New Student Program Educates & Grooms Future Entrepreneurs
DALLAS (CBS 11 NEWS) – Where will the next generation of millionaire entrepreneurs come from? Students can’t educate and prepare in classes taught at the local middle school or high school levels. But a new program coming to Dallas is encouraging the creation of aspiring young business professionals. It’s kind of a “Lemonade Learning,” if you will.
“I think I’d like to start a business to help, like, abandoned dogs. So, I think this would sorta-kinda help me learn how to do it,” said youngster Jenna Hansen, who explained why she wants to be a part of Lemonade Day.
Hansen’s dog dream may be years away, but she and classmate Annie Walker have immediate plans to create a lemonade stand for National Lemonade Day. The event encourages the development of young entrepreneurs by providing them with workbooks and adult guides to create their own formula of lemonade. The children area also taught how to find backers, and then produce and sell their product. The sales will all take place on the same day.
“I think we’re going to learn about business tactics and how to create a good business and be successful in life with it,” Walker told CBS 11 News.
Students at Good Shepherd Episcopal hope to get their whole school involved.
Hansen figures a positive byproduct of the program will also benefit her in math class. “When you sell things, of course people have to pay for it. And you have to give them change. And this would help kids learn how to do that in a different, fun way.”
Successful adult entrepreneurs, including Dallas Mayor Mike Rawlings, announced that May 4 will be the inaugural Lemonade Day in Dallas, though the event took place in 35 other cities last year.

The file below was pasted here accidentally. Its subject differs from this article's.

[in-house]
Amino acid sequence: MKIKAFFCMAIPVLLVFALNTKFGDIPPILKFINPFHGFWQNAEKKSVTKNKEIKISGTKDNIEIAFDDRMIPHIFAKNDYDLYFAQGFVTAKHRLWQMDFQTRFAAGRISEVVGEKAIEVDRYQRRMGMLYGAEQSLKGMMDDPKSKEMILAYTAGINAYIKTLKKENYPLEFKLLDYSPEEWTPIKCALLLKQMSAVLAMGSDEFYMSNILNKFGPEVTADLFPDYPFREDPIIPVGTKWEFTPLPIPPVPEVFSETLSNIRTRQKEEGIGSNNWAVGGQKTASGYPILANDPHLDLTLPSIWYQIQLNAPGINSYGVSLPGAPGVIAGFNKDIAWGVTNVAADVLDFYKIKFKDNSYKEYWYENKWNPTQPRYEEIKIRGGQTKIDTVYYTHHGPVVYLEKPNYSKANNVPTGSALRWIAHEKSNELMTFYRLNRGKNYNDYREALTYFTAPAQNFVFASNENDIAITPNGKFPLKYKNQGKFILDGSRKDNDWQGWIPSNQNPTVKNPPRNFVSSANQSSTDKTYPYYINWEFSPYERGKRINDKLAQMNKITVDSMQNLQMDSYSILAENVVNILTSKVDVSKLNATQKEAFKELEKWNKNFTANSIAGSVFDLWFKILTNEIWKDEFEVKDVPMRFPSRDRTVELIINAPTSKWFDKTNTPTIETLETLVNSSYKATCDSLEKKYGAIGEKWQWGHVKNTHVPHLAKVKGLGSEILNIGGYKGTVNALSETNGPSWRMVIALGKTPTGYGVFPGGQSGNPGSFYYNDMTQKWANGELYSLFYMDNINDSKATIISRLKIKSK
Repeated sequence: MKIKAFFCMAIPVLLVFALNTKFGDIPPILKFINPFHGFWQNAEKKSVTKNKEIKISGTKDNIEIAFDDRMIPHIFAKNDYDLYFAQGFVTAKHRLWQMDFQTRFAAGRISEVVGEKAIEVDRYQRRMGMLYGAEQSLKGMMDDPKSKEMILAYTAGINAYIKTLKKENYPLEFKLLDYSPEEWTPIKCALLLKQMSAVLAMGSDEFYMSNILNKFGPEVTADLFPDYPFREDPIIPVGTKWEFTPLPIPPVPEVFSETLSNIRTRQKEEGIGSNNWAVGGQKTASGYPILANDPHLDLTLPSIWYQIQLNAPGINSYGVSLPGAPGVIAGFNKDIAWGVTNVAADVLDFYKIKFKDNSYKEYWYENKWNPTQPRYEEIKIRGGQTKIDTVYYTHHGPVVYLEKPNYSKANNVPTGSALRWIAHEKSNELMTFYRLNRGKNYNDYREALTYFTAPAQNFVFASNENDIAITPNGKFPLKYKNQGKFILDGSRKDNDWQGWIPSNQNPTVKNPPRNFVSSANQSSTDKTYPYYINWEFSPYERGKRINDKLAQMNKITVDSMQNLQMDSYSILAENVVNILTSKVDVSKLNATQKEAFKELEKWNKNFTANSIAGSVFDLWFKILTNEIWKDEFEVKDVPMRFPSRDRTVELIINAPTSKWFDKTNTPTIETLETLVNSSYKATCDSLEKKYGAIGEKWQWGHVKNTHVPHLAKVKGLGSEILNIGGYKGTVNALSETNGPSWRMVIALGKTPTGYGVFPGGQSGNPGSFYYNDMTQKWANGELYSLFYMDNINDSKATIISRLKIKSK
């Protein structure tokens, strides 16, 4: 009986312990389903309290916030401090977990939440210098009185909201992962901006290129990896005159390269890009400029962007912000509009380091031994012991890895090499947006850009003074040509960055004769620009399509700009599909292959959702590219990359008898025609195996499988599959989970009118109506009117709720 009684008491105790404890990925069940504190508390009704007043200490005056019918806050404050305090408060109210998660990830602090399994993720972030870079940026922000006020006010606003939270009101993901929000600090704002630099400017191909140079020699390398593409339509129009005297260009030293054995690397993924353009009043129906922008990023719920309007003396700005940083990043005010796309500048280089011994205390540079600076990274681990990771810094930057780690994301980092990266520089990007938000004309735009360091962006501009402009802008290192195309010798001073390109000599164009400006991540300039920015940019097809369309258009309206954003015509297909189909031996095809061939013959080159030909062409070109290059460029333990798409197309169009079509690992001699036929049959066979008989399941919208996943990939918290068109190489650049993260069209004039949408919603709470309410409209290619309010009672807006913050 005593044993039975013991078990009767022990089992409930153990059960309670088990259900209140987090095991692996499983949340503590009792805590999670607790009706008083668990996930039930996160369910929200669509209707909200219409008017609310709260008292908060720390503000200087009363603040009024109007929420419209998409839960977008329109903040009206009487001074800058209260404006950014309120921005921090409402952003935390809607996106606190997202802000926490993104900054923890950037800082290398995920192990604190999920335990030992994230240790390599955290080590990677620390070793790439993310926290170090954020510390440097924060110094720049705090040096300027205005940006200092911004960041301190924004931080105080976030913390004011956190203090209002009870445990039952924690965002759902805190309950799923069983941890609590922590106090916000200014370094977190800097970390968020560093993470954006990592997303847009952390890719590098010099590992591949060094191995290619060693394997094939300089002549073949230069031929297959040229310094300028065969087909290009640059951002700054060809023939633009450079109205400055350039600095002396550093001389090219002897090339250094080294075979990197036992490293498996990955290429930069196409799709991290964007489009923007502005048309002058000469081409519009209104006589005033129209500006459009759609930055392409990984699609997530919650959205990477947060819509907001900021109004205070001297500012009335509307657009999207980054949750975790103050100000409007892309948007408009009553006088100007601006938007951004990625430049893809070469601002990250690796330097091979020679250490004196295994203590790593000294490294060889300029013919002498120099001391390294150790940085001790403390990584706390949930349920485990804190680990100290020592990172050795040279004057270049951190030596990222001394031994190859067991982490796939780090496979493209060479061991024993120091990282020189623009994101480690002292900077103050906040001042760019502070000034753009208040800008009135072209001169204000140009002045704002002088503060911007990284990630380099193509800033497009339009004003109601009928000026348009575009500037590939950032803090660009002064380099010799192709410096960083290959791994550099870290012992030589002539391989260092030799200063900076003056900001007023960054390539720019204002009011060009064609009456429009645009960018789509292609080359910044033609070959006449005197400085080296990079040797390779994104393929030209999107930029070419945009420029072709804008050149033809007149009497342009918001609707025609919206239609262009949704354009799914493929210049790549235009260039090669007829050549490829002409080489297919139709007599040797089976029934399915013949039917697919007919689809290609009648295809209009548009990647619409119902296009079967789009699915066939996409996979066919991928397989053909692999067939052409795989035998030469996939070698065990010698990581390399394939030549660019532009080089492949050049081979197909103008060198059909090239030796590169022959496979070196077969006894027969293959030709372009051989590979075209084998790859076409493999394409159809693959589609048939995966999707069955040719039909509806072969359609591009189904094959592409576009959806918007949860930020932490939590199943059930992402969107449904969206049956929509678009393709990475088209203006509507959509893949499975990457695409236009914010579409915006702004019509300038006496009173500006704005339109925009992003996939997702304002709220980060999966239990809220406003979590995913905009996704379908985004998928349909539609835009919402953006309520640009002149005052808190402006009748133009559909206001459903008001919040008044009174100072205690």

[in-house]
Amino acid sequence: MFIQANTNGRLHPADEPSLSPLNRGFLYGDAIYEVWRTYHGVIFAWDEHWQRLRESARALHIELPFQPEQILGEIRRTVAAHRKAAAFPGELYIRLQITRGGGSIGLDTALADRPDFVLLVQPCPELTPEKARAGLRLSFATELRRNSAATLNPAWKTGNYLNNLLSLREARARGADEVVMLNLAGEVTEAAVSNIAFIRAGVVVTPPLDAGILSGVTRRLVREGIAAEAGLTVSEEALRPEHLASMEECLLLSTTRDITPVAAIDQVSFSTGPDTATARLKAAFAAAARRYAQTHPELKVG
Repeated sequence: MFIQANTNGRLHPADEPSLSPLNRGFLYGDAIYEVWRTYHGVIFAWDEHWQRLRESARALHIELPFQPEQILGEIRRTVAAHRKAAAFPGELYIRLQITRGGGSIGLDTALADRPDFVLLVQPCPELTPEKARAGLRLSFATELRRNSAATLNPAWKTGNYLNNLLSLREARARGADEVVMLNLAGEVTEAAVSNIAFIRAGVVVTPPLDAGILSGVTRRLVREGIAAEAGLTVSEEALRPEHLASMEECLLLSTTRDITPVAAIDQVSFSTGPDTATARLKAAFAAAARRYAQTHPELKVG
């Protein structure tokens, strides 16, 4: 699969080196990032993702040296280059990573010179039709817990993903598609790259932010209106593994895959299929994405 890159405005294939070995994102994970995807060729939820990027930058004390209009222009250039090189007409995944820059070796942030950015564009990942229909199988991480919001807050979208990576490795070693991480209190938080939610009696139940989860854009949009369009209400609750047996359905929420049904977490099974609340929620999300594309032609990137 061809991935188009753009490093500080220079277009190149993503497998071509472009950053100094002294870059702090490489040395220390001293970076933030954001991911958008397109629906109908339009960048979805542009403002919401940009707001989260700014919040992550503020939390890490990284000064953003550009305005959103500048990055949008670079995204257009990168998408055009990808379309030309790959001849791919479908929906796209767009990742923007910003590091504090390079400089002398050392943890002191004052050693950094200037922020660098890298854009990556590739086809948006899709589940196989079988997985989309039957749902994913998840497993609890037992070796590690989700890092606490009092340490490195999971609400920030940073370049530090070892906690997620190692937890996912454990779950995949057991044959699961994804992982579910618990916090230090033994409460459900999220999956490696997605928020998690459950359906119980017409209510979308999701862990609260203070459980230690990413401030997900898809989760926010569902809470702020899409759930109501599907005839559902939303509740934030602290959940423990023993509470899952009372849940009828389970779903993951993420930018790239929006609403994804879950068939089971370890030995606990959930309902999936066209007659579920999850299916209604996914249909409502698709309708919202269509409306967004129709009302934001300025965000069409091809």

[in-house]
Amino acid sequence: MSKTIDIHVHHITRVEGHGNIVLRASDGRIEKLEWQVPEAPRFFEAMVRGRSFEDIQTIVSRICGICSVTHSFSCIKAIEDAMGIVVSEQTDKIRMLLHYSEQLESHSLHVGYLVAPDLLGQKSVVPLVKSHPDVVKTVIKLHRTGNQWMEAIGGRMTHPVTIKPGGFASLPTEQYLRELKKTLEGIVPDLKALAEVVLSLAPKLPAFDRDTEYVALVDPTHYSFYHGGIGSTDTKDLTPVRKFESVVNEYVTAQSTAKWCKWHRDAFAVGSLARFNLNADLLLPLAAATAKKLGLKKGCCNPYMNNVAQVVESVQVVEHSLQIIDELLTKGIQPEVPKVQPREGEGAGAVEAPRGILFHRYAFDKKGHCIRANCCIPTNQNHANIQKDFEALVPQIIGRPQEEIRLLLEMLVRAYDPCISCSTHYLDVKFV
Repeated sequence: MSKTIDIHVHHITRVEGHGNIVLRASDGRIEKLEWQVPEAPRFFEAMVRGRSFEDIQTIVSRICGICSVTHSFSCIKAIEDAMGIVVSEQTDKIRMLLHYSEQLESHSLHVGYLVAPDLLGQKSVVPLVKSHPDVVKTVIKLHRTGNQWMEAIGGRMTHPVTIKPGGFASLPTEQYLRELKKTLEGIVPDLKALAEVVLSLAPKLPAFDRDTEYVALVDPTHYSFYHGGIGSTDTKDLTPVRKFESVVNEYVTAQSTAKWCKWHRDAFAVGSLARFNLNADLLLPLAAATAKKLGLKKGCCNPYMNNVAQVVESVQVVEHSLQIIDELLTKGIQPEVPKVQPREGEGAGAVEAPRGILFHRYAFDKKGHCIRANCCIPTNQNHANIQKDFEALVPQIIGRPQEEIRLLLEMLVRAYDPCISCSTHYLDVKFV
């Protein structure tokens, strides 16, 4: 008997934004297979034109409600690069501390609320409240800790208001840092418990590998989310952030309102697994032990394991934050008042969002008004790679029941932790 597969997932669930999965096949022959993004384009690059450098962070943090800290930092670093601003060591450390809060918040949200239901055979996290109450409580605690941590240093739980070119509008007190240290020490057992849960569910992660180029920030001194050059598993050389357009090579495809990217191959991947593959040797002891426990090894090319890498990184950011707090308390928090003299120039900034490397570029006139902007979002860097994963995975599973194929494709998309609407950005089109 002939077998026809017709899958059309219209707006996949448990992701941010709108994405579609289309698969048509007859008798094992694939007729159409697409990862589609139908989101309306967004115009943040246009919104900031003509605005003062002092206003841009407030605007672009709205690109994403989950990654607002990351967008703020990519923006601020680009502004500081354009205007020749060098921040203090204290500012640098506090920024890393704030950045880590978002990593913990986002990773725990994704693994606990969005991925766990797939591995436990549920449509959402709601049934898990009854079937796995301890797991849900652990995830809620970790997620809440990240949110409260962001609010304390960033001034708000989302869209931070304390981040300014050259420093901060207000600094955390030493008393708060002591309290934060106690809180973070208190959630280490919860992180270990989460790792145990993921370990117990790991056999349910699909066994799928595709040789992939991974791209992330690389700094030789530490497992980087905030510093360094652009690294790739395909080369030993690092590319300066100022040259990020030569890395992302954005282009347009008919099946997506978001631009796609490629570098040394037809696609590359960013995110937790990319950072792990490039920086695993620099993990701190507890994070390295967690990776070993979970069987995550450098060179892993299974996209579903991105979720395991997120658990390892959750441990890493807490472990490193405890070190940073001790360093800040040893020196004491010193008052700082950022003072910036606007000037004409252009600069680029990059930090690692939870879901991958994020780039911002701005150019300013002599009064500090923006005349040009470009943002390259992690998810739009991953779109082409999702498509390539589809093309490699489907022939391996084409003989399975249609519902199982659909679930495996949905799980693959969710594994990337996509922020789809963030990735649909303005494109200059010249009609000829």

“It teaches kids that they can break down barriers between the haves and the have-nots,” Rawlings told a group of business professionals who came to hear the announcement. The Mayor also said the program could be an important tool in the ongoing Grow South initiative.
“The kids that grow up in poverty have just as much drive, just as much intelligence and just as much desire to make money as the kids that are in the ‘haves.’”
Rawlings agreed with Jenna Hansen and Annie Walker’s assessment of the importance of math skills. “They’re going to learn how important math is to making money in school. There’s a direct correlation: if you do well in math, young man, you make money — more than the kid that didn’t do well in math.”
There will also be a tasting competition April 27, and Restaurant guru Phil Romano — who will be one of the judges — is sweetening the pot. “The winner of this… we’re going to serve their lemonade in one of our restaurants for a year, get ’em going. And we’re going to pay a royalty, too,” he said.
The youngsters already have a business model to follow. The winner of a similar contest in Austin three years ago now has her lemonade bottled and sold at the Whole Foods grocery stores in that area.
Four aspiring young partners from the West Dallas Community School don’t yet have a plan, but they have already developed a brand to market.
“Sonny is my real name and in the summer it’s always sunny, so we sell lemonade during the summer — Sunny Lemonade,” Sonny Alaniz said, adding, “We’re going to keep it cold and fresh!”
Another of the young partners claims they already have their “end game” worked out, at least as far as any potential profits are concerned. “We’re going to give some for our school, give some to charity and keep most of it for ourselves!” Michael Salazar enthusiastically told CBS 11 News.
Now all the youngsters need is tutoring and experience.
Dallas-area sponsors hope to get as many as 1,000 youngsters involved.
Anyone interested can go to the Lemonade Day Greater Dallas website for more information.
Interested parties can also email Peggy Bessellieu, the Dallas City Director for Lemonade Day.
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